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Author Richards, Donald L.
Source ACM Digital Library
Content type Text
Publisher Association for Computing Machinery (ACM)
File Format PDF
Copyright Year ©1973
Language English
Subject Domain (in DDC) Computer science, information & general works ♦ Data processing & computer science
Abstract The work described in a previous paper, “Efficient Exercising of Switching Elements in Nets of Identical Gates,” is continued. Sections 1, 3, and 4 of the previous paper are prerequisites to the current work.Exercising, or “testing,” the gates of a net is equivalent to performing fault diagnosis in the case in which each fault is detectable. Where $\textit{F}$ is any set of switching functions, this paper establishes a necessary and sufficient condition on an arbitrary function set $\textit{G}$ such that all trees composed only of functions from $\textit{F}$ will accept $\textit{G};$ choosing $\textit{G}$ as the “testing” functions $\textit{P}(\textit{T,$ r) of the previous paper, this is the condition under which all such trees can be tested by $\textit{r}$ (or fewer) patterns.The case of “stuck-at” faults is then investigated at length. It is shown that: (a) all trees can be tested for stuck-at faults by three patterns, and nearly all by two patterns; (b) for some interesting classes of functions, all $\textit{nets}$ can be tested by two patterns—in general, many nets can; (c) for any set of functions which are functionally complete and suitably closed under constant inputs, there are nets which require arbitrarily many patterns. The latter result suggests that nets requiring arbitrarily many patterns exist for nearly all interesting choices of functions and of faults. For “input dependence” tests, a result is cited to show that economical testing of nets of nand (nor) gates of mixed sizes is possible.Finally, for the case of exhaustive testing, experience suggests that economical tests exist for most nets composed from functions of $\textit{F}$ wherever $\textit{F}$ is a $\textit{bounded}$ set—i.e. a set of functions for which there is a fixed upper bound on the number of patterns required to test any tree. The (individually) bounded functions are completely characterized; then the bounded sets of symmetric functions are completely characterized. The latter prove to be those sets for which: (a) each function is individually bounded (i.e. not “and,” “or,” or constant); and (b) $\textit{F}$ contains at most one of the following: (1) “not,” (2) a “nand” function, (3) a “nor” function. Thus bounded sets of functions are the rule, not the exception, and economical testing appears to be generally possible.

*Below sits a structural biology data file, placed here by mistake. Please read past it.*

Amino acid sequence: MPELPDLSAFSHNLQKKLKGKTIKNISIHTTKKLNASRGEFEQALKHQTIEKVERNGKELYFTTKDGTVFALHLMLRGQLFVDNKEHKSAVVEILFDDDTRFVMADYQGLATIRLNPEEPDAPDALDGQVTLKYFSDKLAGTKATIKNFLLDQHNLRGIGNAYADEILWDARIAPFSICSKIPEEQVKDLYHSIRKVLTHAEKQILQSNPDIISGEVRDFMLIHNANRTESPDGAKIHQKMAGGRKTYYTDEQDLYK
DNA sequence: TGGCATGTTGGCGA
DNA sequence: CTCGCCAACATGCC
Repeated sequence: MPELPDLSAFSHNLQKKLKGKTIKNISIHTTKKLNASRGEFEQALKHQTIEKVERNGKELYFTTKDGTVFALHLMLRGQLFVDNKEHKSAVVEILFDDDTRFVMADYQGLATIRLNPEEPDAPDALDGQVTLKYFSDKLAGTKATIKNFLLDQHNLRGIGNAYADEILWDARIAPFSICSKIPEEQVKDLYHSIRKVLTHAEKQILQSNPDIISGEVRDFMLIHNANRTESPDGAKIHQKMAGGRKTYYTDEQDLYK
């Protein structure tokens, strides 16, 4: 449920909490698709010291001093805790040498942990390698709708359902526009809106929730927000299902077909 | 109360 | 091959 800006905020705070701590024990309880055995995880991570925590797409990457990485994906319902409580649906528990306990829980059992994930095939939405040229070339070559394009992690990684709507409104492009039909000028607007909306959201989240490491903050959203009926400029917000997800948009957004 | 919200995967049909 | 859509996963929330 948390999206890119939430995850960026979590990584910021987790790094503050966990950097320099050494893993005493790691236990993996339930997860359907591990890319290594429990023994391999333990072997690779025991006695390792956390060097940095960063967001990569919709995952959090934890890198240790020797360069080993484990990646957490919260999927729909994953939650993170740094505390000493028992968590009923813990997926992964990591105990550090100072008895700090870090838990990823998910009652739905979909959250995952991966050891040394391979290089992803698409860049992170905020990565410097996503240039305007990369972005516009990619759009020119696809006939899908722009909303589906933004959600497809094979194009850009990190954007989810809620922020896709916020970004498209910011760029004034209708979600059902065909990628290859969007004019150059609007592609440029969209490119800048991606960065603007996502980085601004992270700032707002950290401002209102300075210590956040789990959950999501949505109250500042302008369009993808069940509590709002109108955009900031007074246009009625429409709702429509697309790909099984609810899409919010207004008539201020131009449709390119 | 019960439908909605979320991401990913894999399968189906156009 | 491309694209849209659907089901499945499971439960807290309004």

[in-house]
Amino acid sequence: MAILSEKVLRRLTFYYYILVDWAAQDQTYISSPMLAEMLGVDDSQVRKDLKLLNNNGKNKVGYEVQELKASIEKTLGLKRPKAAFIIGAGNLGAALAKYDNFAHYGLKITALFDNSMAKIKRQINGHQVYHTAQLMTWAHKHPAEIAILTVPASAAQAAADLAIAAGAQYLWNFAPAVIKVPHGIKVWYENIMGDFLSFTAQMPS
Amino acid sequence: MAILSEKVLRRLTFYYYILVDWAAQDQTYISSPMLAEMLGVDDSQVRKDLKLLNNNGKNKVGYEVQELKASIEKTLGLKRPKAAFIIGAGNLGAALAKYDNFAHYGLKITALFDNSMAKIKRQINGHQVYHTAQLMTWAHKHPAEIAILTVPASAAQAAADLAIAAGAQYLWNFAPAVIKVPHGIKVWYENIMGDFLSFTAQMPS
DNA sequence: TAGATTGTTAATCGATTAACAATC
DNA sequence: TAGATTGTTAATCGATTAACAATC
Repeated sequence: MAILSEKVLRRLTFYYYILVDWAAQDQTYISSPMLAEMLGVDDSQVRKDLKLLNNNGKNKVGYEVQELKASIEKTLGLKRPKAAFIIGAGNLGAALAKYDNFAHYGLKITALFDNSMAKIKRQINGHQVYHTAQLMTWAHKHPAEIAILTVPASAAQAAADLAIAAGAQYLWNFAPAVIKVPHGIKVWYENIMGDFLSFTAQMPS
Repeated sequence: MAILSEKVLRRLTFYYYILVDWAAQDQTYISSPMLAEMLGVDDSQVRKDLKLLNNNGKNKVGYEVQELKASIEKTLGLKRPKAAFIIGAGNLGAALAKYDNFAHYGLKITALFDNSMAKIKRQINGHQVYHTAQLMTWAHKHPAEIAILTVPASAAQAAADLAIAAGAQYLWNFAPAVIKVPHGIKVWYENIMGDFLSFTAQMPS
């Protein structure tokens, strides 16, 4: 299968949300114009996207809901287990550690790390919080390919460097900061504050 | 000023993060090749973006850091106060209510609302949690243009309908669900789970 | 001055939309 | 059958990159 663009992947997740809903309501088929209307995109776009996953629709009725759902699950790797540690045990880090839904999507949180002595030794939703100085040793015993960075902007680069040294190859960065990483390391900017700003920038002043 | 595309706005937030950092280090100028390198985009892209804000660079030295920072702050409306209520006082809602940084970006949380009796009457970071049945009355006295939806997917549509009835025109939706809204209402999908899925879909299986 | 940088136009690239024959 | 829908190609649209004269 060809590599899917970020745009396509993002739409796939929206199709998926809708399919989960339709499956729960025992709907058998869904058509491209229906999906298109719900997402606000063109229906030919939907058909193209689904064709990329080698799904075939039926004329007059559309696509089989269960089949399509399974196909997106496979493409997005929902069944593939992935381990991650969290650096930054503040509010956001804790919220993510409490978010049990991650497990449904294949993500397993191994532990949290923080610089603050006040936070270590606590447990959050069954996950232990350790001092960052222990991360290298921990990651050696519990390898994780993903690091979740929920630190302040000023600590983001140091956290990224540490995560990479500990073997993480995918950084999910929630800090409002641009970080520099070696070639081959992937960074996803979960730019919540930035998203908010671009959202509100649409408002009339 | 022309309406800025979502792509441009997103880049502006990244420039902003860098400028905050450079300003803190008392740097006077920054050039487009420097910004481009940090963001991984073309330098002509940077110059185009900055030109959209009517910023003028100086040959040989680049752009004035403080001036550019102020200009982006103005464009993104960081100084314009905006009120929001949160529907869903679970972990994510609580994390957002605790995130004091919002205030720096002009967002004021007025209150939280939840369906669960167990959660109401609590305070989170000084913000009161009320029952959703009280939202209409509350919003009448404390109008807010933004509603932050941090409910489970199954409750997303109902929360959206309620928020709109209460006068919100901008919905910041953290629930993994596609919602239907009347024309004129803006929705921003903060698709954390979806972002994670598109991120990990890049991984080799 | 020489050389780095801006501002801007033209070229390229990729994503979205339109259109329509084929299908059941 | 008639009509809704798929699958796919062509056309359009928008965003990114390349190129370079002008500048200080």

ISSN 00045411
Age Range 18 to 22 years ♦ above 22 year
Educational Use Research
Education Level UG and PG
Learning Resource Type Article
Publisher Date 1973-04-01
Publisher Place New York
e-ISSN 1557735X
Journal Journal of the ACM (JACM)
Volume Number 20
Issue Number 2
Page Count 13
Starting Page 320
Ending Page 332


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Source: ACM Digital Library